iPhone App for Car Payments

Posted by Mark Brousseau

Mercedes-Benz launched an iPhone application that allows customers to make a car payment, calculate the amount needed to pay off the loan, locate dealers and find customer service numbers. The Mercedes-Benz website describes it as the "coolest way to make a payment."

Some people might hear this news and think "we better do something with mobile", but Forrester Research recommends that companies use the POST (People Objective Strategy Technology) method to determine which technologies they deploy. The POST method starts with the P, understanding the People that the company serves and how they use their mobile devices. People fall into six major categories in terms of mobile phone usage. Nineteen percent (Inactives) do not own a mobile phone, 35 percent (Talkers) only use the voice features of their mobile phone and 13 percent (Communicators) use no data service other than text messaging. The next three categories use more features of their mobile phones; categories do overlap. 19 percent (Connectors) send or receive email on their mobile phones but use the mobile Internet less than weekly. Twenty percent (Entertainers) stream music or video and purchase music over their mobile phones. Twelve percent (SuperConnecteds) use the mobile Internet and log onto social networking sites from their mobile phones at least once a week.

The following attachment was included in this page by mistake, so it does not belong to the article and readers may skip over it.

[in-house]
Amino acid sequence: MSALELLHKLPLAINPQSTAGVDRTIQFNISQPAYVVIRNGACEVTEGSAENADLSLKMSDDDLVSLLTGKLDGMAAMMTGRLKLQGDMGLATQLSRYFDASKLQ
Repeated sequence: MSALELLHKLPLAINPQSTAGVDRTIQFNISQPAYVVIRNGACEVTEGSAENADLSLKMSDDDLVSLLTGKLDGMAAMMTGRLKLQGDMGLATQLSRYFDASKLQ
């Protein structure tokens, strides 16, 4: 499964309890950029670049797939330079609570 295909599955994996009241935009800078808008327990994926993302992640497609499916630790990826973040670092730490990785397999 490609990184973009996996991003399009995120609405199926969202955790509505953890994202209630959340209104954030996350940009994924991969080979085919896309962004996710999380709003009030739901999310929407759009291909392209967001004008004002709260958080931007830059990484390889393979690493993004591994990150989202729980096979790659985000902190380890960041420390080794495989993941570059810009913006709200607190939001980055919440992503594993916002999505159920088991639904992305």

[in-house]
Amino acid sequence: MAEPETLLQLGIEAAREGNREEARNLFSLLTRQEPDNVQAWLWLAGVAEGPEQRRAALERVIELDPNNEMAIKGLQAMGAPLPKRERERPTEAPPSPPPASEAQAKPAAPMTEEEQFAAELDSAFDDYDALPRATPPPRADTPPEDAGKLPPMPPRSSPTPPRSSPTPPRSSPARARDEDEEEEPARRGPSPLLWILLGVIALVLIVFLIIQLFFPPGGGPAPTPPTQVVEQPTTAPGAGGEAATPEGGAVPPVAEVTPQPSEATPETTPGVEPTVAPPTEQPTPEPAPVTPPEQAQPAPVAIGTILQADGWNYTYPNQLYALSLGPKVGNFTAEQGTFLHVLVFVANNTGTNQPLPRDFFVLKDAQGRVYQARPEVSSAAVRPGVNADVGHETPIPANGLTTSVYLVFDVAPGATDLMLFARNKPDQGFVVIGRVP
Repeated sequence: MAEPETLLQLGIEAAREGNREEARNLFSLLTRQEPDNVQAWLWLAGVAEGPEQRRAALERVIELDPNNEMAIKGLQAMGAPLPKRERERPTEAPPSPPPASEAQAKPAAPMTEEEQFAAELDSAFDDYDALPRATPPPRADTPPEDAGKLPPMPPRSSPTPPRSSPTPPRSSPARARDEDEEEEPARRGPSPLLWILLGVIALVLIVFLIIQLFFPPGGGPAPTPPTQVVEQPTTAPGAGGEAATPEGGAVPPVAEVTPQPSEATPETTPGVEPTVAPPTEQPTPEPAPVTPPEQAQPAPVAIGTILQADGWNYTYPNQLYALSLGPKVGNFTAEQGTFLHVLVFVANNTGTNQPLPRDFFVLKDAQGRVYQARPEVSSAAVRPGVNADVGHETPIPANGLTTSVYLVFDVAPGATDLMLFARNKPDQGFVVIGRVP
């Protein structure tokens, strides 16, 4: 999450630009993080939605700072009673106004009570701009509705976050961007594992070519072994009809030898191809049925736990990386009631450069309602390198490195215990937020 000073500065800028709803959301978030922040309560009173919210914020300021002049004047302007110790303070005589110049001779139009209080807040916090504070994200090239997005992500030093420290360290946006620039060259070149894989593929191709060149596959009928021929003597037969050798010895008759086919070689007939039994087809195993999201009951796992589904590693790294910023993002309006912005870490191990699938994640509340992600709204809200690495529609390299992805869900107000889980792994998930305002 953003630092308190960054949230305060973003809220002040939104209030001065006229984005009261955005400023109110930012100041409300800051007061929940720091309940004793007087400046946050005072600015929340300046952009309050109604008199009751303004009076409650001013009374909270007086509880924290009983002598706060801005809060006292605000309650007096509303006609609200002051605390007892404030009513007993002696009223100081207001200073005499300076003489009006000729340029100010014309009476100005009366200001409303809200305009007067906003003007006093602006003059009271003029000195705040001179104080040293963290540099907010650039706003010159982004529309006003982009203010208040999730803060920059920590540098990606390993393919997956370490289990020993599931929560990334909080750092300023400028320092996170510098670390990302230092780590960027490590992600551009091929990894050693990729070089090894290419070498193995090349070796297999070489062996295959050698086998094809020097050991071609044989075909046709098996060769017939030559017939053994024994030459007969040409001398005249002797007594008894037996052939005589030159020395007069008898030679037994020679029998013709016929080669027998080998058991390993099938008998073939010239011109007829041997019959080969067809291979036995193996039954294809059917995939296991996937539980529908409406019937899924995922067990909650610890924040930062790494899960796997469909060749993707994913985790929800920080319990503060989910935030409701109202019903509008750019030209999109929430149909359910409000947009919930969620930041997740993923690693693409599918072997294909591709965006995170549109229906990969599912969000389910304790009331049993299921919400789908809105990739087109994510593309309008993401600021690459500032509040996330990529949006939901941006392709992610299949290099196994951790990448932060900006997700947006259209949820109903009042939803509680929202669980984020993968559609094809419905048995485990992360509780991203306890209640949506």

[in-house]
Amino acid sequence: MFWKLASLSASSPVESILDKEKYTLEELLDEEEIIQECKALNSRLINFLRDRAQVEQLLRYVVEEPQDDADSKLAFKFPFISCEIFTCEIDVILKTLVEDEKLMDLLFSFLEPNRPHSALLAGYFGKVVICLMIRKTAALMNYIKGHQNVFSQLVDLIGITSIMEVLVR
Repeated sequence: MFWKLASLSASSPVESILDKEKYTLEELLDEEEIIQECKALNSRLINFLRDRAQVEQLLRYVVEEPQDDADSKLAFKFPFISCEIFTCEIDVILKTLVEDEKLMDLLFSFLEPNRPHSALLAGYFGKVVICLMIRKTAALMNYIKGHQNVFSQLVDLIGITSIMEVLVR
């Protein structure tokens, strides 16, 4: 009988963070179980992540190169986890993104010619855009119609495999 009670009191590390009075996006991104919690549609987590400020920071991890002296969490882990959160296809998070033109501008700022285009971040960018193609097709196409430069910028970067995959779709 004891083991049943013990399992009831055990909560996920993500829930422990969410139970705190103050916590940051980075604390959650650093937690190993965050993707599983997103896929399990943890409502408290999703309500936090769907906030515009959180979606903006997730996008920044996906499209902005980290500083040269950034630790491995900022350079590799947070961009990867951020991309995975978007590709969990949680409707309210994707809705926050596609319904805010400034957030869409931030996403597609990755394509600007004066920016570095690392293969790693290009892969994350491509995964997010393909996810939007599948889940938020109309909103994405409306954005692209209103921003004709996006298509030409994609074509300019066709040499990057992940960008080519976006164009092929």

Forrester Research says that after they understand the people they are serving, companies can then set their Objectives and determine what Strategy will accomplish their objectives. The final step is then to choose the technology that will enable the company to meet their strategy. The technology decision comes last in the process, not first, warns Forrester.

What do you think?

Monday, October 26, 2009

Enterprises Continue to Invest in Social Media

Posted by Mark Brousseau